Feminist high school boys declare: “I am a feminist”

Thinks boys can’t be feminists? The seven boys who have taken my high school feminism class in the last two years disagree. They even got together to make a video to share the ways in which feminism has made an impact on their lives as young men.

“My reason for taking the feminism course is that especially in high school, there’s not opportunities like this that come around, ever,” says Bruke, a high school senior who took my feminism class when he was a junior in the fall of 2012.

“At one point, we wrote an intersectionality essay, and that taught me that nothing is really one-dimensional. Like you can’t just be black. You can be black and gay; or like black, gay, disabled. There are many different things that don’t relate to the master narrative,” Nathaniel, senior, who also took my course in 2012 and later appeared with Gloria Steinem on Nick News on Nickelodeon to talk about feminism and young people.

“Every time you read a magazine, every time you listen to a song, you can hear the misogynist undertone,” Russell, senior, who took my class just this past fall of 2013.

“It is a life-changing course,” said Luis, senior.

Watch these seven boys share their thoughts on feminism. This week they are graduating from high school and will be continuing their work on women’s and gender studies and feminist activism as they move on to their college years.

See if their stories can’t convince you to teach a women’s and gender studies class at your high school.

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WBAI’s “Joy of Resistance” Features Feminist Teacher and Students

My student Carina Cruz shares her experience learning about feminism in high school. (photo, Ileana Jiménez).

Earlier this week, my students and I were guests on the radio show, Joy of Resistance, a feminist, multicultural radio show on WBAI hosted by Fran Luck and Jasmine Burnett (@blkfeminst). My students and I spoke on the importance of learning and teaching feminist theory and activism in high school classrooms.

Each of the students who joined me have done important feminist work both in the high school women’s studies class I teach as well as outside of the classroom. Carina Cruz, junior, is a SPARK bloggerSexualization, Protest, Action, Resistance, Knowledge—for a youth-led movement to stop the sexualization of girls and women in the media. Junior Dinayuri Rodriguez’s blog posts on our feminist class blog, F to the Third Power, have been so successful that one of her posts connecting Virginia Woolf’s argument in A Room of One’s Own to today’s low-earning feminist bloggers earned her a comment on the post from well-known feminist author and blogger Courtney Martin, of Feministing fame.

Emma Stydahar, junior, is also a SPARK blogger who recently spoke at the Meet Us on the Street anti-street harassment rally in New York. Finally, senior Grace Tobin found her voice testifying at last year’s New York City Council hearing on street harassment, landing her an interview with CBS, which led to a blogging internship with the Women’s Media Center. Grace also spoke at the anti-street harassment rally with Emma.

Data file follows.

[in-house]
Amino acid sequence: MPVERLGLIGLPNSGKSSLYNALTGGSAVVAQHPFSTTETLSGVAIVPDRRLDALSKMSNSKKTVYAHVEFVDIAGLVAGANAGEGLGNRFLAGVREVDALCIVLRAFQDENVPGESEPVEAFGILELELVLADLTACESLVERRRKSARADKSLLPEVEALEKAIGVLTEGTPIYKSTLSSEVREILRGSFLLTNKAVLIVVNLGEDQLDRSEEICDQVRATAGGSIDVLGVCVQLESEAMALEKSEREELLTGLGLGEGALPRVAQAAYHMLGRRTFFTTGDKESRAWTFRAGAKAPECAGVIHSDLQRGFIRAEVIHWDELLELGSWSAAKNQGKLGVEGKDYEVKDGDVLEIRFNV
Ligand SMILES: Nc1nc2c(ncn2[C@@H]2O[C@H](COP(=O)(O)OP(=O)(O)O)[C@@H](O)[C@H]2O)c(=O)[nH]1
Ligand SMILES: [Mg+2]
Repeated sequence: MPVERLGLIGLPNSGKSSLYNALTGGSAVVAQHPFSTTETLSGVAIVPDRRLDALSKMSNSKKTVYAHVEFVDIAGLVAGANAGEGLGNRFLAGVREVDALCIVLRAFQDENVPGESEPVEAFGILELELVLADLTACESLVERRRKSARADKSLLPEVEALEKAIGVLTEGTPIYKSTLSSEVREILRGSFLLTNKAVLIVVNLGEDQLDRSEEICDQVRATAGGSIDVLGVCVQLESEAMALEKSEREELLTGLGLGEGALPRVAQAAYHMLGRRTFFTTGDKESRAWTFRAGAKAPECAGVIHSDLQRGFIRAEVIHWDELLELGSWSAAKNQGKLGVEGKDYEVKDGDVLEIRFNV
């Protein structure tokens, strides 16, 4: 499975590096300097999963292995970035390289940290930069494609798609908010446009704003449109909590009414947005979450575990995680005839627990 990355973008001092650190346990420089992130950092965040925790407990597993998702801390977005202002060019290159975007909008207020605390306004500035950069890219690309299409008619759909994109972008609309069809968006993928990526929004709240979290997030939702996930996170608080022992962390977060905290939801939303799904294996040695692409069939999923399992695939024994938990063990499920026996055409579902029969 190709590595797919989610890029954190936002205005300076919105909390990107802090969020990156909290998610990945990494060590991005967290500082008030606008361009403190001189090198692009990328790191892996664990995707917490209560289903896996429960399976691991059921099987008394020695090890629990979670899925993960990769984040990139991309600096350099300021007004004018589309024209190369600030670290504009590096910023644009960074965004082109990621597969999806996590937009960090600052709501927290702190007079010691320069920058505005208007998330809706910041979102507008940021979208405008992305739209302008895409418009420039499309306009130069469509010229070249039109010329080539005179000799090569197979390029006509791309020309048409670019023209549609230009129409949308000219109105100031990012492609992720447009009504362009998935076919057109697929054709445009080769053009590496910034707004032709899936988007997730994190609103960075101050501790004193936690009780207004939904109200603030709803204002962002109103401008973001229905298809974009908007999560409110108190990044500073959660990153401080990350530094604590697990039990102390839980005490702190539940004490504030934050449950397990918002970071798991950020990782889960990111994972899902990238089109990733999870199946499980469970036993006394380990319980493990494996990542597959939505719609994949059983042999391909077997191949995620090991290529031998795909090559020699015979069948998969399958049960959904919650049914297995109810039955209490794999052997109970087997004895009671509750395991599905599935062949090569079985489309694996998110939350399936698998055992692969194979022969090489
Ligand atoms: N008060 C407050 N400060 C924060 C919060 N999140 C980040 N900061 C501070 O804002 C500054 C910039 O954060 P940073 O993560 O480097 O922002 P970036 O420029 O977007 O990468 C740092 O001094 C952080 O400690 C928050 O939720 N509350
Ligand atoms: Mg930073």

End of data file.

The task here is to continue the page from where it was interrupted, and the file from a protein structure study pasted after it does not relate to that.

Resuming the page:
I was particularly moved and inspired listening to my students speak about how taking the feminism course has made an impact on their lives. Fran asked students if they could share how learning about feminism allowed them to name one thing in their lives that they could not name before, leading them to a feminist click. Here’s what they had to say: Continue reading

Create an Anti-Street Harassment PSA With Your Students

The success of last week’s International Anti-Street Harassment Week was astonishing. Organized by leading anti-street harassment activist Holly Kearl, founder of the well-known blog Stop Street Harassment, the week featured the work of the most cutting-edge activists in the field, including dance performances by Sydnie Mosley and her Window Sex Project and a viral video featuring Joe Samalin and other male allies telling men to just stop harassing women in both English and Spanish.

As part of the week’s events, two of my students, Grace and Emma, and I spoke at the Meet Us On the Street rally in New York. Grace shared a portion of the testimony that she read to last year’s New York City Council hearing on street harassment and Emma, who is also a SPARK blogger against the sexualization of girls and women in the media, shared her own vision for safer streets and communities not just for herself but also for her own sister.

I spoke about the importance of engaging teachers in the global movement against street harassment as an education and health issue for schools.

But the work doesn’t stop there. It’s important to show students that activism needs to be consistent, and not done in a flavor-of-the-month style. That’s why last fall, students in my high school feminism course partnered with other students at our school to create their own anti-street harassment public service announcement (PSA).  Their goal: to educate their peers about the gravity of street harassment in their daily lives.

As part of the background work to create the video, I invited activists from Girls for Gender Equity, Hollaback!, The Line Campaign, Men Can Stop Rape, and Right Rides to talk to my students. Activist Shelby Knox also visited to talk about her film, The Education of Shelby Knox. Each of them shared their expertise, provided students with materials, and ultimately inspired them to create their PSA.